Whatever place I end up opening will have a good list of non-alcoholic things to drink in addition to the alcoholic ones. It's always been a mystery to me why restaurants don't have equally extensive coffee, tea, etc. lists. Mine will though damnit...

Speaking of which, I was at Union a couple days ago for their promotion. Mostly I went in search of inspiration because we were doing a small plates service in school, and I wanted to see what Chef Stowell was up to with this season's ingredients. I enjoyed what I had, especially the celery root and chestnut puree soup, though interestingly enough the most memorable thing was the drink the bartender made me, a pear nectar lemonade without alcohol. Yum! I sipped that as slowly as I could.

Also agree with Foodie-Girl about wanting a little more food. It was nice but afterwards, the whole experience felt a bit fleeting to me. Probably didn't help that I coveted a poached duck egg waiting for pickup afterwards. Of the actual food, I am probably remembering the soup best of all because there was enough of it to enjoy the flavors constantly unfolding over a period of time. I could sense the rest of the food could do that as well, but it was over too soon.

I'm really curious as to what their food, labor and overhead costs are like, and am hoping to pick my chef-instructor's brain about it once they get to Union. And I'd do any number of unspeakable things to be able to make soup as nice as theirs. The memory of the cold tomato soup with scallop from Union's FareStart dinner still burns brightly in my mind.

Pat

Edited by Sleepy_Dragon (log)

"I... like... FOOD!" -Red Valkyrie, Gauntlet Legends-

Link to comment
Share on other sites

Keep in mind these promotions *usually* run between Monday and Thursday, which are evenings when nonrestaurant going people are less likely to go out and dine. The promotion is to bring people in that normally don't go out on a weeknight. You're going to see some behavior that you might not expect.

The other part of the crowd is people who might not try a certain restaurant.

Just curious, didn't this promotion start in November of '01 to bring people back into restaurants after 9/11?

Drink!

I refuse to spend my life worrying about what I eat. There is no pleasure worth forgoing just for an extra three years in the geriatric ward. --John Mortimera

Link to comment
Share on other sites

there's a big difference between wanting to use 25/$25 as a chance to try out or revisit places that have been on your radar screen without a $100 commitment, and an excuse to use it as a chance for cheap grub in a nice dining room.

Aren't these both goals of the promotion? I think most of the participating restaurants (at least their owners, if not their servers) welcome both categories of diners. Of course they prefer drinkers, but if they wanted only drinkers, they could deter nondrinkers by charging more for the food and less for the drink.

or people who are ascetic enough that, frankly, i wouldn't want them in the restaurants i frequent.

No problem. Next time you dine, just ask to be seated in the non-ascetic section so you needn't be offended by people ordering just what they consider worthwhile. :smile:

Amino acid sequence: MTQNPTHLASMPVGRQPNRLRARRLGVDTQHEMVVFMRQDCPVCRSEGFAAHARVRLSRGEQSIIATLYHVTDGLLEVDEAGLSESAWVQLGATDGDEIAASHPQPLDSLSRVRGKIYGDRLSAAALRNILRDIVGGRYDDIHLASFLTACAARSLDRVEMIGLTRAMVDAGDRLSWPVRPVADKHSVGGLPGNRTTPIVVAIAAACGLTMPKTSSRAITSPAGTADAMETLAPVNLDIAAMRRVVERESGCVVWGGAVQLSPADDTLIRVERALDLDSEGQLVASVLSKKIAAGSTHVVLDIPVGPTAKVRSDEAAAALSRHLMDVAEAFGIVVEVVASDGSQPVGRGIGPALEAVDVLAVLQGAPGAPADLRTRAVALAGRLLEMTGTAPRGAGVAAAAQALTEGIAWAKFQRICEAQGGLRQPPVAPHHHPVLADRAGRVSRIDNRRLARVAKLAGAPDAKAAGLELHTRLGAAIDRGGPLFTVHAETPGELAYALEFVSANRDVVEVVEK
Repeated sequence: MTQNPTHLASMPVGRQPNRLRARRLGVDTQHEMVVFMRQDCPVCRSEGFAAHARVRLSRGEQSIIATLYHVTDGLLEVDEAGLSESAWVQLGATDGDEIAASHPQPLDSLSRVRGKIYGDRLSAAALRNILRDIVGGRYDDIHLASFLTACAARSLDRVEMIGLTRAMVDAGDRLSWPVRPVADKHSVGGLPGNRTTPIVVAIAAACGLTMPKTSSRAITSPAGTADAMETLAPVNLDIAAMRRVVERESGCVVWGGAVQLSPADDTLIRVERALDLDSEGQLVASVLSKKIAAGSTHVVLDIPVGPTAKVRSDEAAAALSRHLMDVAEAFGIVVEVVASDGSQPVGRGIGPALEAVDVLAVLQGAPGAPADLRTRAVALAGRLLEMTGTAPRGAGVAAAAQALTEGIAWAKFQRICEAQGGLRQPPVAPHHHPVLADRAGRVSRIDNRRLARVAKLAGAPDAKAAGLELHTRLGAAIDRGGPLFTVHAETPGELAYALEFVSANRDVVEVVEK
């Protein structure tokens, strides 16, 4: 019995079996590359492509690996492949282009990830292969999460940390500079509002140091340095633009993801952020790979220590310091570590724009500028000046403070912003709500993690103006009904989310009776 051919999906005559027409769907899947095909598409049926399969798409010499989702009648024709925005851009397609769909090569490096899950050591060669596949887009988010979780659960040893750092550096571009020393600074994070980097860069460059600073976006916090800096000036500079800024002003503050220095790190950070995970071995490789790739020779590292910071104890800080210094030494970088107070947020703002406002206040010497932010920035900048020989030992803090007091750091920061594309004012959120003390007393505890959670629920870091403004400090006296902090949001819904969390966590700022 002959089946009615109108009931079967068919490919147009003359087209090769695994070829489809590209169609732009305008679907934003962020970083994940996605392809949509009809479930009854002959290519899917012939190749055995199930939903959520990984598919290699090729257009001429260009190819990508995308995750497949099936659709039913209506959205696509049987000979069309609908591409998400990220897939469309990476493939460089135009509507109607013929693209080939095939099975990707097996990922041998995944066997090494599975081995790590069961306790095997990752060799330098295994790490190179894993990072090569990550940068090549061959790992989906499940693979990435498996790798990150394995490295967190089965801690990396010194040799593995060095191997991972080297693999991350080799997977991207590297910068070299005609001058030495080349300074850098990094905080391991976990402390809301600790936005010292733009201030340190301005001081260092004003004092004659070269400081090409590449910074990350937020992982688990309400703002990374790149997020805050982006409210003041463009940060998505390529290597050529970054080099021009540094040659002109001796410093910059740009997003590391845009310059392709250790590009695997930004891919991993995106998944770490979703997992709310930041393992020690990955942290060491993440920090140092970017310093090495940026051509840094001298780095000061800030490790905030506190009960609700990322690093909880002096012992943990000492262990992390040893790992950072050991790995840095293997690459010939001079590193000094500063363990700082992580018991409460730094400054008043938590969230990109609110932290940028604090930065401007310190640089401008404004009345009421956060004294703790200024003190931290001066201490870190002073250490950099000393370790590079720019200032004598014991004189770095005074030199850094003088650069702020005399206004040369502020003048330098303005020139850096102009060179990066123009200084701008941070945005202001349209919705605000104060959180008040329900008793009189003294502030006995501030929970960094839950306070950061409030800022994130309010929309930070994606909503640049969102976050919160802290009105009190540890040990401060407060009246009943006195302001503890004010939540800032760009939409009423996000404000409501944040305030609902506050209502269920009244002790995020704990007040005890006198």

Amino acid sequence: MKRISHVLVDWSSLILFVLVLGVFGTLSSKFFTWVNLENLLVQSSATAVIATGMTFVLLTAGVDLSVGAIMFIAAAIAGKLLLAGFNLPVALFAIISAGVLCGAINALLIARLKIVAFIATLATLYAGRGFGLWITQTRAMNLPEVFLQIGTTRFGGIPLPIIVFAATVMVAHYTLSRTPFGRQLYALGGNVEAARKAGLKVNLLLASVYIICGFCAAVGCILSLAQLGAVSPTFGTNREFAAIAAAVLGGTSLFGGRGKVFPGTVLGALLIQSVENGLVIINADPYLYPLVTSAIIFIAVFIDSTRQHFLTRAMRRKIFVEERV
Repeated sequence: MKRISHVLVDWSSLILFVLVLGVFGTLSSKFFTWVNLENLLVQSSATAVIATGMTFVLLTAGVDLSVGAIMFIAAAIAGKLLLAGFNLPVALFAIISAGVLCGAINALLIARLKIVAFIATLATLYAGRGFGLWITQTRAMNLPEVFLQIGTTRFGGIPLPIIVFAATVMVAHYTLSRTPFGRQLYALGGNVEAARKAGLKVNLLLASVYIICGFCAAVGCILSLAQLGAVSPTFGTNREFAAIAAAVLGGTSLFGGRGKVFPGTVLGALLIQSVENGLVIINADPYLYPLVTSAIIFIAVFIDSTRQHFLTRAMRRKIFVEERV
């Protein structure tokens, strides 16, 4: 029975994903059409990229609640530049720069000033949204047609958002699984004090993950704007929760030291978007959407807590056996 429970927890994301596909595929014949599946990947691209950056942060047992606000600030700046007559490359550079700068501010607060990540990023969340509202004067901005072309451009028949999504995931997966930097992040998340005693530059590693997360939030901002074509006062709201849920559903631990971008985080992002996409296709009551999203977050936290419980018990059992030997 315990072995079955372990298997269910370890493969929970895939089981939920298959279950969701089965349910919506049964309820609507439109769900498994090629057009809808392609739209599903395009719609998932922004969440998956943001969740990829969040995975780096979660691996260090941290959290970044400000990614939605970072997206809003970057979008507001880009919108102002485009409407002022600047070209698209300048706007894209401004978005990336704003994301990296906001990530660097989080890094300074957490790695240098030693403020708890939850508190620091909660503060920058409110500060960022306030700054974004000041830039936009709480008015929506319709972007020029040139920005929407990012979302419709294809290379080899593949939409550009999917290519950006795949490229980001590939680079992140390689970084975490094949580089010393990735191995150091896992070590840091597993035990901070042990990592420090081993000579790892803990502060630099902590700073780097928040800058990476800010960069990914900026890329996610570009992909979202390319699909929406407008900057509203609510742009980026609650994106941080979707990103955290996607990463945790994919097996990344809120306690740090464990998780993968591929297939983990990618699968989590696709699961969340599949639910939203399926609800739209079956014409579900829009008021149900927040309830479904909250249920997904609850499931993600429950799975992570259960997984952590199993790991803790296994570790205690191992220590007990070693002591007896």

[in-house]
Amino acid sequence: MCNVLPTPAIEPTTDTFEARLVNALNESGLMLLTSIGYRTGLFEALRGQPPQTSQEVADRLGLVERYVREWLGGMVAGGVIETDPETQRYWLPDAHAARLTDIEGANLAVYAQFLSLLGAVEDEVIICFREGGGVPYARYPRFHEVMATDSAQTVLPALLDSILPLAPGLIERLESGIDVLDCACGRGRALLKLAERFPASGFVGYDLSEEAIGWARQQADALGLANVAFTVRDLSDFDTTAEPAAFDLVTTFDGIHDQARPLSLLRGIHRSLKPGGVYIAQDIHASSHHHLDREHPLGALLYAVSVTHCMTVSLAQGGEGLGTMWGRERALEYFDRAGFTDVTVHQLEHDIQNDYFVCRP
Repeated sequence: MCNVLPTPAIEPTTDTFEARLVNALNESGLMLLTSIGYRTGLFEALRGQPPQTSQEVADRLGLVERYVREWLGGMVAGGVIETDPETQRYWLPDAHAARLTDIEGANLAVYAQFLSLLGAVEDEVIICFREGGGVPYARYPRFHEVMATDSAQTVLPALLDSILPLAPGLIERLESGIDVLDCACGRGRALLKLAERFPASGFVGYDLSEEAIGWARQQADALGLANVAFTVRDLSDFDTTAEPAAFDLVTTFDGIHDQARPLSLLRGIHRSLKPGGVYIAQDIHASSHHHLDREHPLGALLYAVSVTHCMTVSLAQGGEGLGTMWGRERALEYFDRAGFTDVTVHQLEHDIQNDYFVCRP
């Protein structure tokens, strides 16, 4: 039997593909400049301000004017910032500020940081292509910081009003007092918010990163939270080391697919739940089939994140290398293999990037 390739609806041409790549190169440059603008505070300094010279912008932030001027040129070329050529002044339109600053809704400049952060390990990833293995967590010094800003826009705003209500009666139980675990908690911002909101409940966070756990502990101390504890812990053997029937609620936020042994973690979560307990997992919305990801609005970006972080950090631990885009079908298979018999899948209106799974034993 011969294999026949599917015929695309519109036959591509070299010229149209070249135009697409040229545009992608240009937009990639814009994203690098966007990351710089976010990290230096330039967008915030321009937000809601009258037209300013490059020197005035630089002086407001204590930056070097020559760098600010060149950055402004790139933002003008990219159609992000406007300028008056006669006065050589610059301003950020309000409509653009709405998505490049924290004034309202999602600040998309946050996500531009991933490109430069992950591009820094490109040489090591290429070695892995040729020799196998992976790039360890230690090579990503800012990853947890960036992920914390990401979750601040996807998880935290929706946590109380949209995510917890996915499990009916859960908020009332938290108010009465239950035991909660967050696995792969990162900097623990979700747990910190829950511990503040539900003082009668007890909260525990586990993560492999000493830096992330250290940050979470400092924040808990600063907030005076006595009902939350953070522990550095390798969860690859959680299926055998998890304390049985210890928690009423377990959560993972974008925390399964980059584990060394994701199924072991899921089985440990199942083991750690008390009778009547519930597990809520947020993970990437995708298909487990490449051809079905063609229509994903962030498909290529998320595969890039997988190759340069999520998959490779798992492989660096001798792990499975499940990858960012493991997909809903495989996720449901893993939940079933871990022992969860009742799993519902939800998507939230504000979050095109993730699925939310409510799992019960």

Link to comment
Share on other sites

Something that my wife and I have noticed is that at some restaurants the 25/$25 deal is too much food. When dining normally we will often order one appetizer, two entrees and one dessert. The 25/$25 adds an additional appetizer and dessert.

At a restaurant that serves normal portions this is often too much food. If you add in the natural increase in drink purchases the total cost is often the same without the deal.

Kinda ironic, I know.

Link to comment
Share on other sites

Aren't these both goals of the promotion? I think most of the participating restaurants (at least their owners, if not their servers) welcome both categories of diners. Of course they prefer drinkers, but if they wanted only drinkers, they could deter nondrinkers by charging more for the food and less for the drink.

only the latter: insofar as it exposes potential new customers to their food. these are promotions, but they're not exactly charitable endeavors.

personally, i think it's a bad idea for restaurants to serve anything but their best food during these promos, because it very well could be how i decide whether to visit them again and spend a lot more money. but i think many owners have found that these promos have become an exercise in catering to a lot of folks who don't spend a lot of money dining out, and don't do it regularly.

courting people who wouldn't possibly become regular customers doesn't seem like good business sense to me, but then, i'm not a restauranteur.

Link to comment
Share on other sites

Here is an example of how 25/25 can go either way.

We included Cascadia in our first 25/25 experience in 2001(?). It was a complete disaster. The snooty waiter sighed noticeably when we ordered two 25/25 dinners, the food was very average and clearly not their best effort, and we left disappointed. We did not return until I had a business dinner there several weeks ago. I enjoyed it so we decided to try again.

Last night, Ms SeAAttle ordered the 25/25 (red snapper). I had the smoked salmon appetizer and the lamb. Both excellent. We also had a delightful waiter who made the whole experience very enjoyable. On our way out, we made reservations for the holidays, requesting the same table and waiter.

BTW, given the discussion above, I should state that we were celebrating a professional success and had cocktails and 2 glasses of wine each (a bit too much alcohol as I discovered this morning). :blink: Oh, yes - bottled water.

Link to comment
Share on other sites

What are people's general impressions of the quality of the food served on the 25 for $25 menus vs. the standard menus of the participating restaurants.  I haven't been to enough of these yet to have a really informed opinion.

So many interesting topics to touch on with this thread...